Minister of Diaspora Affairs Naftali Bennett on Thursday announced several measures designed to increase the number of participants in Taglit-Birthright, the program that brings young Jewish adults from communities around the world on free 10-day trips to Israel. It is not yet entirely clear, though, from where the funding will come to support this expansion of the program, which could potentially increase annual outlays on Taglit-Birthright by up to 25 percent.
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One measure announced would allow individuals who have already participated in high school programs in Israel to be eligible for Taglit-Birthright. Today, with rare exceptions, Taglit-Birthright is only open to candidates who have never traveled to Israel on an educational program. In recent years, the directors of high school programs in Israel have been lobbying the government to lift this restriction on the grounds that it hurts enrollment in their programs, with many potential candidates preferring to wait and take advantage of the free trips through Birthright when they are older.
Another measure would provide increased funding to support greater participation in Birthright among French Jews. On average, only about 100-200 French Jews come to Israel each year on Birthright. According to Israeli government sources, the main reason for this very low turnout – especially compared with other countries – is that French Jewish organizations lack the financial means to support the program. Currently, the Israeli government covers one-third of Taglit’s total budget – about $35 million a year – with the balance coming from private Jewish philanthropists and Jewish organizations in local communities.
Bennett said the new measures would take effect this summer.
“Taglit has proven itself as a leader in strengthening Jewish identity among young people in the Diaspora and building ties with the State of Israel,” Bennett’s office said in a press release announcing the move. “Expanding the participation criteria will add to Taglit’s positive influence in the Jewish world.” Bennett is the chairman of the Taglit-Birthright steering committee.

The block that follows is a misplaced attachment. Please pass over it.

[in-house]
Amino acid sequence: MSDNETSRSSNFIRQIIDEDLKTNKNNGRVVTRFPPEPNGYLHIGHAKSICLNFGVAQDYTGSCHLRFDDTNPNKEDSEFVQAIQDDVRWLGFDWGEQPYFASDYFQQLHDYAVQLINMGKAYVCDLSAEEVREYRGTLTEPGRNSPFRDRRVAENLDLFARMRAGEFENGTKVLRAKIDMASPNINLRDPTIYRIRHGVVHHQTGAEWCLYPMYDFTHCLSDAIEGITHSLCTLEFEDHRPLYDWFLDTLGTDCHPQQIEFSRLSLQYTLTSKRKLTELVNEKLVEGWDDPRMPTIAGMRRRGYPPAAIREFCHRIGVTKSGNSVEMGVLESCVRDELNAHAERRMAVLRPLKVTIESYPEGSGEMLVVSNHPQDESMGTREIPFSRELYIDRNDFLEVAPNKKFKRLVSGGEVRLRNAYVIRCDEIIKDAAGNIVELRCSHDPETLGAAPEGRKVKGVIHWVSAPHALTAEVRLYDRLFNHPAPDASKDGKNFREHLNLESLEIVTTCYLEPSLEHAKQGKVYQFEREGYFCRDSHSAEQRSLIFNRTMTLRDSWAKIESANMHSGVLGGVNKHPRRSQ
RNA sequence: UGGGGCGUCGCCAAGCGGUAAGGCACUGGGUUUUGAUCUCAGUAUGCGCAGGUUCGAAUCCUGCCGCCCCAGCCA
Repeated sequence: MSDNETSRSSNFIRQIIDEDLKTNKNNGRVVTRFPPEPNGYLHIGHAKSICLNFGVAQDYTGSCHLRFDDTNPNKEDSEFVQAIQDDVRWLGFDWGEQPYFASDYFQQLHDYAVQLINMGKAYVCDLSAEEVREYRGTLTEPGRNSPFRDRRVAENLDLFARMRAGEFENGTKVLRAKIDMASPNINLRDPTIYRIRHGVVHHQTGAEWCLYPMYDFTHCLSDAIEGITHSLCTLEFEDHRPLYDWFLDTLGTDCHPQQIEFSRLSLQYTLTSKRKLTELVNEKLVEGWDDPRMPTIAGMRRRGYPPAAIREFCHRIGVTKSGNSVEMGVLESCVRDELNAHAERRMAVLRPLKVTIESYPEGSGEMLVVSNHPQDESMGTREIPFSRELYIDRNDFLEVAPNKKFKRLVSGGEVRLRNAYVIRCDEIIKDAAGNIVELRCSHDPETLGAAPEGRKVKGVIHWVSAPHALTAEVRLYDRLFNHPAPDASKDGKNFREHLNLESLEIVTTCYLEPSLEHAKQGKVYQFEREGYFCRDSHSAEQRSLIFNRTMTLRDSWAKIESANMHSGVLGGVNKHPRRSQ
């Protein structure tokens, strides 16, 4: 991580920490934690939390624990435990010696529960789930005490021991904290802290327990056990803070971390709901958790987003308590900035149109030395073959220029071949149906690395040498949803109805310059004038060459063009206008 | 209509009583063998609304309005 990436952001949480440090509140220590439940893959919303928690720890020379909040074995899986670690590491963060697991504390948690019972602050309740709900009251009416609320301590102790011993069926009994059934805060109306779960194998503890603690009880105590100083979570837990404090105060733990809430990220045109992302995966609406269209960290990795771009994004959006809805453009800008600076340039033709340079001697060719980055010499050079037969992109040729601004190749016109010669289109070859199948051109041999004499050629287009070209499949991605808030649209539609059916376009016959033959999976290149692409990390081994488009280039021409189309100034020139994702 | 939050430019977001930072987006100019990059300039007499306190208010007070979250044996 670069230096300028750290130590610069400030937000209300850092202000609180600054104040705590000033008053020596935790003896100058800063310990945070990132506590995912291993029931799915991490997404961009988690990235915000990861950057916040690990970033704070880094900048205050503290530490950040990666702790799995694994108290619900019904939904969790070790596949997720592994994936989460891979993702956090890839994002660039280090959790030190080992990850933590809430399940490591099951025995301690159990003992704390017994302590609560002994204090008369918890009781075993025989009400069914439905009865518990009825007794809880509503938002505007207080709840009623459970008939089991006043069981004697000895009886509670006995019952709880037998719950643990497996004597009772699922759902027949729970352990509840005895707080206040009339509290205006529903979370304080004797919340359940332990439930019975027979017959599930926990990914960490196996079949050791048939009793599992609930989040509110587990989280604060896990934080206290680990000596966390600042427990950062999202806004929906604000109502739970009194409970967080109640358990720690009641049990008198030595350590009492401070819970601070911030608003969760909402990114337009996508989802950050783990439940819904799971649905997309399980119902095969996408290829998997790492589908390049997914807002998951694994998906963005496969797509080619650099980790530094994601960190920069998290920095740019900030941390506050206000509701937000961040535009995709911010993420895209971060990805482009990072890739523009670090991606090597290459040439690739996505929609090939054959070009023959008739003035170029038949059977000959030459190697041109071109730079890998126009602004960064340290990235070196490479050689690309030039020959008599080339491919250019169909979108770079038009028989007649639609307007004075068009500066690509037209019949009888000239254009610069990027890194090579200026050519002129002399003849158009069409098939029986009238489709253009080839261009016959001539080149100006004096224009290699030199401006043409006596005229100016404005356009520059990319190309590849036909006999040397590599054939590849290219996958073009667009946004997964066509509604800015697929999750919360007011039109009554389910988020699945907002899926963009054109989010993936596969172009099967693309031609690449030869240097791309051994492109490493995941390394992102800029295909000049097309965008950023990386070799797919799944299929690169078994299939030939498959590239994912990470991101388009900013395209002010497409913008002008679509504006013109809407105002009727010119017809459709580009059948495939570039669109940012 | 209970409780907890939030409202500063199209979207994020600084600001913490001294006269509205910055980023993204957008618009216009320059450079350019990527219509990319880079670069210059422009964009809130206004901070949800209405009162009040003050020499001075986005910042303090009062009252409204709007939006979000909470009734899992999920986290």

In response to a question, an aide to Bennett said that the new measures could potentially increase the number of participants in the program each year by up to 10,000. In each of the past two years, Taglit-Birthright has brought roughly 42,000 participants to Israel. The aide said that the government of Israel would not contribute any funding of its own to support this expansion and that all additional funding would come from outside the government.
He said it was not clear how much extra money would be needed to facilitate the new measures. Neither could he say for sure whether any organizations or donors outside the government had already committed to providing extra funding.
The Jewish Agency, which provides financial support to Birthright and which is heavily engaged in recruiting participants in the program, was not prepared to comment on the statement issued by Bennett.
A government committee spearheading a project known as the “Prime Minister’s Initiative” has been at work in recent months formulating proposals for new outreach programs targeting Jewish communities abroad. A key focus of the Prime Minister’s Initiative is expanding participation in Taglit-Birthright. Officials involved in the project were surprised to learn that Bennett had decided to publish an announcement on the matter without consulting with them.
Responding to the new measures, Taglit-Birthright CEO Gidi Mark said: “I am happy the steering committee supports this decision that every young Jew is entitled to an educational tour of Israel. I believe that this decision will strengthen the bond between Israel and the Jews of the Diaspora and empower tens of thousands of young Jews in their efforts to portray Israel in a positive light around the world.”